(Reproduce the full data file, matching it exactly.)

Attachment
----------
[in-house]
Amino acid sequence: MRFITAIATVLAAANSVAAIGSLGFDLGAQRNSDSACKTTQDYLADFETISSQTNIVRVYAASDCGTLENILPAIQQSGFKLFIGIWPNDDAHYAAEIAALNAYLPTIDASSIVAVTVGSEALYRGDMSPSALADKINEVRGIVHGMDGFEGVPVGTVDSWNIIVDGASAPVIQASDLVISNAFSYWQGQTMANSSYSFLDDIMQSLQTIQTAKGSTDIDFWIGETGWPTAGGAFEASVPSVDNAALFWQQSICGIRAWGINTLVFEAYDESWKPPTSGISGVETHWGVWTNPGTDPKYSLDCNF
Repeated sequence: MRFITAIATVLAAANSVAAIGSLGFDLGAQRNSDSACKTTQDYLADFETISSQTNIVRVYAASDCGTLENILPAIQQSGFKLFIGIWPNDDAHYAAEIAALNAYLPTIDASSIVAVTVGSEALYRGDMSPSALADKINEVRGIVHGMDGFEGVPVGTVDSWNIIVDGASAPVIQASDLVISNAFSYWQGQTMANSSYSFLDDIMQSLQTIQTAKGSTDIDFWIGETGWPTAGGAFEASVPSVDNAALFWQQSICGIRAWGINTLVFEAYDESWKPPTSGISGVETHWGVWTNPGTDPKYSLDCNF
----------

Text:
[in-house]
Amino acid sequence: MRFITAIATVLAAANSVAAIGSLGFDLGAQRNSDSACKTTQDYLADFETISSQTNIVRVYAASDCGTLENILPAIQQSGFKLFIGIWPNDDAHYAAEIAALNAYLPTIDASSIVAVTVGSEALYRGDMSPSALADKINEVRGIVHGMDGFEGVPVGTVDSWNIIVDGASAPVIQASDLVISNAFSYWQGQTMANSSYSFLDDIMQSLQTIQTAKGSTDIDFWIGETGWPTAGGAFEASVPSVDNAALFWQQSICGIRAWGINTLVFEAYDESWKPPTSGISGVETHWGVWTNPGTDPKYSLDCNF
Repeated sequence: MRFITAIATVLAAANSVAAIGSLGFDLGAQRNSDSACKTTQDYLADFETISSQTNIVRVYAASDCGTLENILPAIQQSGFKLFIGIWPNDDAHYAAEIAALNAYLPTIDASSIVAVTVGSEALYRGDMSPSALADKINEVRGIVHGMDGFEGVPVGTVDSWNIIVDGASAPVIQASDLVISNAFSYWQGQTMANSSYSFLDDIMQSLQTIQTAKGSTDIDFWIGETGWPTAGGAFEASVPSVDNAALFWQQSICGIRAWGINTLVFEAYDESWKPPTSGISGVETHWGVWTNPGTDPKYSLDCNF